I expect most of my readers to be skeptical about 2012 (as I am). Therefore, they’ll probably have questions like those that follow, which I’m sure you'll agree are reasonable. I'll be happy to publish any answers you might give.

Question 1.

On Jenkins’ home page, he makes the following assertion:

“We are lucky that the brilliant skywatchers who devised the 2012 calendar left carved monuments for us to decode, and that they have survived the decay of centuries, so that we can know exactly what they prophesied and believed about 2012.”

Jenkins then explains what sort of messages the Maya left for us to decode:

“Naturally enough, with their uncorrupted intelligence intact, [the Maya] suspected that the world would go through a transformation when the solar and the galactic planes aligned [in 2012].”

Please note the word, "suspected". Taken together, Jenkins' words indicate that the information we gain through our exact decipherment of the monuments is what the Maya suspected regarding 2012.

Jenkins' home page also presents the following excerpt from your organization’s description of the Conference:

“The purpose of the 2012 Tipping Point Prophets conference in Vancouver is to explore a radically different, more optimistic interpretation of the Mayan prophecy – as referring to the end of the world as we have known it. Instead of predicting a physical destruction of the material world, the Mayan prophecy might refer to death and rebirth and a mass inner transformation of humanity.”

I’m struck by the phrase "might refer to". It seems to indicate that although the Maya tell us exactly what they suspected, they leave us in doubt as to what they were referring to. Moreover, the announced purpose of the Conference is to explore radical interpretations of what the Maya were referring to. Why, then, would it be unfair to characterize the Tipping Point Conference as follows?

“Explorations of radical modern-day interpretations of what the Maya might have been referring to when they recorded what they suspected 2100 years ago.”

Question 2.

Daniel Pinchbeck said in 2012: The Return of Quetzalcoatl that on 21 December 2012 the sun will rise within the Dark Rift for the only time in 25,800 years (p. 238). Of course this assertion is incorrect: a bright high-schooler could refute it in a few hours of work, using freeware astronomy programs. (I can send you the analysis if you wish.5)

How is it that your faculty, many of whom communicate with interdimensional beings and study for years with shamans, are not capable of detecting such errors? Does this failure not raise questions about intuitive discernment of truth?

In view of the above, people might reasonably ask why they should look to your organization for guidance when choosing a direction in which to “consciously evolve”.

What reasons would you give them?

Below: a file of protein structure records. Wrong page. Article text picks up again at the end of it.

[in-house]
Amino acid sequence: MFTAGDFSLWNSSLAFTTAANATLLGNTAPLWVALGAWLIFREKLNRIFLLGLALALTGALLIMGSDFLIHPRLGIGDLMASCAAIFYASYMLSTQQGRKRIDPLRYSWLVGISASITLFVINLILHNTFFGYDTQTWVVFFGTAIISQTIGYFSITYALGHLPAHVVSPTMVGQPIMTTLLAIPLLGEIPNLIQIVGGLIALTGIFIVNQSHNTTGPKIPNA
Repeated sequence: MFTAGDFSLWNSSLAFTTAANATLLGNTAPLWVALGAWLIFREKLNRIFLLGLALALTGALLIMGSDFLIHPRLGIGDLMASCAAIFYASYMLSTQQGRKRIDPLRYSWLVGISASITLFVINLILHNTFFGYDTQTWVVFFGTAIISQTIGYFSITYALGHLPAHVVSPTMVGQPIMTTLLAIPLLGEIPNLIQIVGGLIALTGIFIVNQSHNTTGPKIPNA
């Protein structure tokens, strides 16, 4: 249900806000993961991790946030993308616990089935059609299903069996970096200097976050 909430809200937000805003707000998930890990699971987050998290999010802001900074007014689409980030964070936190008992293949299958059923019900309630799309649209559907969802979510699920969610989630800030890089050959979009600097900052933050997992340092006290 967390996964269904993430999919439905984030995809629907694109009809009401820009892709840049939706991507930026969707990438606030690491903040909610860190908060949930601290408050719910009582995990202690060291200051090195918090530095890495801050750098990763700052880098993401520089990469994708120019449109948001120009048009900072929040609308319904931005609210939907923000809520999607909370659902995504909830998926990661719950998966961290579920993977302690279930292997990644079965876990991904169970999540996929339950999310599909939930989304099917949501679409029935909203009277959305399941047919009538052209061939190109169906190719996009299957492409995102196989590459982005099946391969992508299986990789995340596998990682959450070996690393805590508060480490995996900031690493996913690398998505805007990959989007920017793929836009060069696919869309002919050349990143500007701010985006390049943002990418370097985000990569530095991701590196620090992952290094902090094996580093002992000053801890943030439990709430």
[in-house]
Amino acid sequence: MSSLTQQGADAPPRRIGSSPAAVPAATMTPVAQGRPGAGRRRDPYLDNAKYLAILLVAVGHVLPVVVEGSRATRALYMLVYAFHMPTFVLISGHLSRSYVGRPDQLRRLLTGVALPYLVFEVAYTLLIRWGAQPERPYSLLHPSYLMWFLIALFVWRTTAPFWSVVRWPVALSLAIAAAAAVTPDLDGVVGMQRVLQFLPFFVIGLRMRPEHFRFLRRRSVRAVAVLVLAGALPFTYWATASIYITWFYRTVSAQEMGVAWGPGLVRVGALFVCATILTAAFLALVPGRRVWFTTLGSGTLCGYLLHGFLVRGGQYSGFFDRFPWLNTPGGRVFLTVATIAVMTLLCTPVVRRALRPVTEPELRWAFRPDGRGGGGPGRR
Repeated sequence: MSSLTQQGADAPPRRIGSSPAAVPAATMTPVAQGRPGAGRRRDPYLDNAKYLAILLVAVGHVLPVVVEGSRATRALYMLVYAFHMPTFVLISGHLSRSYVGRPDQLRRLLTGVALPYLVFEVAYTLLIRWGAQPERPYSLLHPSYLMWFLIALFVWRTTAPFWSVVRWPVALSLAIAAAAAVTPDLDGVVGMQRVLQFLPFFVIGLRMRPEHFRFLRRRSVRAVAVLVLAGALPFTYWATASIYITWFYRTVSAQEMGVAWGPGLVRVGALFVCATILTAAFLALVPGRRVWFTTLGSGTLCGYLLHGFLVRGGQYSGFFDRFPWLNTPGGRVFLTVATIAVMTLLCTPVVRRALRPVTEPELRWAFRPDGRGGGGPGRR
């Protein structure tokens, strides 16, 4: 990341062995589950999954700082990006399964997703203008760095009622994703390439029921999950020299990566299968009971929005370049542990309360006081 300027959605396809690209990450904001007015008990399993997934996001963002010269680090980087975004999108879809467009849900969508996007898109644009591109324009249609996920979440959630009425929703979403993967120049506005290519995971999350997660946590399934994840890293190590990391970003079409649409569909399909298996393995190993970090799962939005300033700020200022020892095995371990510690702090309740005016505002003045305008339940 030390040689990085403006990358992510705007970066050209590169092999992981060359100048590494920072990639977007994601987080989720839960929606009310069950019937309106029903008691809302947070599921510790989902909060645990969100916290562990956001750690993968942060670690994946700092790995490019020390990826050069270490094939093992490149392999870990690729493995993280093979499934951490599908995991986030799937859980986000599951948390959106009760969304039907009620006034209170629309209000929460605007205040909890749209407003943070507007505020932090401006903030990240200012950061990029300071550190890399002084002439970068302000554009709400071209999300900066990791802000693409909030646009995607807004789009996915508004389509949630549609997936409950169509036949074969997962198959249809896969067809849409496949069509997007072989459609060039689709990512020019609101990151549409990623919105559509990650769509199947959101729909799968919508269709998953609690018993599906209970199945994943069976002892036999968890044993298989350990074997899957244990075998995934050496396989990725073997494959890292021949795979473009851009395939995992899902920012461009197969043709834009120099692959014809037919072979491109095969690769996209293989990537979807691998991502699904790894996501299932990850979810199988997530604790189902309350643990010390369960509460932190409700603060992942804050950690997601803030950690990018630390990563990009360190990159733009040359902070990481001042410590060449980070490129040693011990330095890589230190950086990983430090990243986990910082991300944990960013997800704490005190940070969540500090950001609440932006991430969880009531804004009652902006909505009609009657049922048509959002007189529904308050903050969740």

Thank you for your time and attention. I look forward to reading your responses.

Neither Pinchbeck nor the organizers replied.

We made no further attempt to contact Pinchbeck, but we continued emailing Conference organizers and four other Faculty until 20 July (the Conference started on 23 July). Details are given here. By our count, we emailed the four Faculty members three times each, and the Conference organizers five times. Each email repeated the offer to send the analysis of Pinchbeck’s inaccurate statement about the astronomy of 21 December 2012.

The Final Email

The final (20 July) email was carbon-copied to organizers and Faculty alike, with the following note:


During the last few weeks, I have sent all of you the following letter [the letter of 2 July], with appropriate individualized questions. Unfortunately, I have not yet heard back from anyone. I'm especially disappointed that no one has taken me up on my offer to send the analysis refuting Mr. Pinchbeck's claim about the uniqueness of 21 December 2012.

I hope you will find time to send your answers to my questions. I would prefer not to give to my readers a stereotypical, "The Prophets Conference did not return repeated emails", since that could give readers the impression that your highly spiritual and selfless faculty will not answer such questions unless the asker travels to Cancun or Vancouver to hear the answer.

I look forward to reading your responses.


This was the only email that received any replies (other than John Perkins’ automated acknowledgments of receipt). Andrew Harvey’s secretary replied that he had been too busy to reply. Lyn Roberts (who claims to communicate with extraterrestrials) replied that

I can simply respond to your question by stating that my own orientation and relationship with extraterrestrial intelligences has never concerned specific astronomical configurations and I certainly cannot respond for others.


We believe that the correspondence described here, together with the supporting materials cited therein, make TGRTPC’s negligence obvious.
Pinchbeck’s statement about the astronomical uniqueness of 21 December 2012 is inaccurate, and was made negligently. Other Faculty members had no clear responsibility to request the analysis we offered. However, Conference organizers did, especially since Pinchbeck was to have a key role (Moderator) in the upcoming Conference. The organizers’ failure to respond to any of the five emails in which the analysis was offered was willful negligence.

Regarding the persistent unresponsiveness of all those who received the letter of 2 July, no further comment is necessary.